Your right to withdraw consent for us to share your personal information (Opt-Out)
If you are happy for your data to be extracted and used for the purposes described in this privacy notice then you do not need to do anything. If you do not want your information to be used for any purpose beyond providing your care you can choose to opt-out. If you wish to do so. We will respect your decision if you do not wish your information to be used for any purpose other than your care but in some circumstances we may still be legally required to disclose your data. Please visit www.nhs.uk/your-nhs-data-matters It is now your responsibility to opt out if you wish to.
Access to your information
Under the Data Protection Act 2018 everybody has the right to see, or have a copy, of data we hold that can identify you, with some exceptions. You do not need to give a reason to see your data. If you want to access your data you must make the request in writing using the Data Subject Access Request form (DSAR) or please ask one of the reception team. Under special circumstances, some information may be withheld.
If you wish to have a copy of the information we hold about you, please contact: The Practice Manager
Change of Details
It is important that you tell the person treating you if any of your details such as your name or address have changed or if any of your details are incorrect in order for this to be amended. Please inform us of any changes so our records for you are accurate and up to date.
Mobile telephone number
If you provide us with your mobile phone number we may use this to send you reminders about your appointments or other health screening information.
Under the new Data Protection regulations introduced from May 2018, (GDPR) we will continue to contact patients via text messages regarding the delivery of care unless a patient has declined. If practices are sending messages about recommended treatment for the management of a specific health issue, then this is defined as providing appropriate care for patients, not marketing purposes.
Please let us know if you do not wish to receive reminders or messages on your mobile.
The Data Protection Act 2018 requires organisations to register a notification with the Information Commissioner to describe the purposes for which they process personal and sensitive information.
We are registered as a data controller and our registration can be viewed online in the public register at: http://ico.org.uk/what_we_cover/register_of_data_controllers
Any changes to this notice will be published on our website and in a prominent area at the Practice. Julie Batchelor is our Data Protection Officer.
If you have concerns or are unhappy about any of our services, please contact the Practice Manager.
For independent advice about data protection, privacy and data-sharing issues, you can contact:
The Information Commissioner
Phone: 0303 123 1113 Website: www.ico.gov.uk
Further information about the way in which the NHS uses personal information and your rights in that respect can be found here:
The NHS Care Record Guarantee
The NHS Care Record Guarantee for England sets out the rules that govern how patient information is used in the NHS, what control the patient can have over this, the rights individuals have to request copies of their data and how data is protected under the Data Protection Act 1998.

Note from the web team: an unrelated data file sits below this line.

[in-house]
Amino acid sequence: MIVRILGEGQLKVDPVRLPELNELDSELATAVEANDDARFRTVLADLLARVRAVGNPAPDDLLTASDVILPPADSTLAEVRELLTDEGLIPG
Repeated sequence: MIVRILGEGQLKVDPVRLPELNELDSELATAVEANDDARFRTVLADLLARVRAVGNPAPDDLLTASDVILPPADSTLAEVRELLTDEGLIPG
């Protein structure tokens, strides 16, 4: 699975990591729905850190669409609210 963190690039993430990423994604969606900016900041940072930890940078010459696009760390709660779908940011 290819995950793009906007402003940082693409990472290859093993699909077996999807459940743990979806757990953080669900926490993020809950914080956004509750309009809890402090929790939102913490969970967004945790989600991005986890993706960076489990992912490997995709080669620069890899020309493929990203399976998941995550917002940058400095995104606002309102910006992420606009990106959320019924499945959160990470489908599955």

The NHS Constitution
The NHS Constitution establishes the principles and values of the NHS in England. It sets out the rights patients, the public and staff are entitled to. These rights cover how patients access health services, the quality of care you’ll receive, the treatments and programmes available to you, confidentiality, information and your right to complain if things go wrong.
NHS Digital collects health information from the records health and social care providers keep about the care and treatment they give, to promote health or support improvements in the delivery of care services in England.
Reviews of and Changes to our Privacy Notice
We will keep our Privacy Notice under regular review. This notice was last reviewed in January 2019.
GP Federation Services
As a member of the OXFED Federation we work with other local practices and Federation-managed services to provide joined up healthcare. Authorized healthcare staff who are involved in your health care are able to access relevant information in your GP record. Some clinicians are also able to add consultation details to ensure your record is updated as soon as possible. Access is strictly controlled by your practice.
Oxford University College Nurse Service
Many Oxford University students and staff are able to access a College Nurse for health advice and support. To ensure a safe and joined-up service, the College Doctor and College Nurse both view and record your information in the same electronic record, using a secure clinical system called EMIS Web. The College Nurse views and records information about your health through an NHS-approved virtual private network (VPN), which provides an approved, secure connection to the College Doctor practice’s records system. The information is then stored in your NHS GP electronic patient record, so it can be accessed by both your College Nurse and your GP when needed. If you have any concerns about this, please discuss them with your College Doctor practice.
The College Nurses will not share any of your medical information with other College or University staff without your permission other than in exceptional circumstances (e.g. if you are unable to consent or deemed to be at risk of serious harm).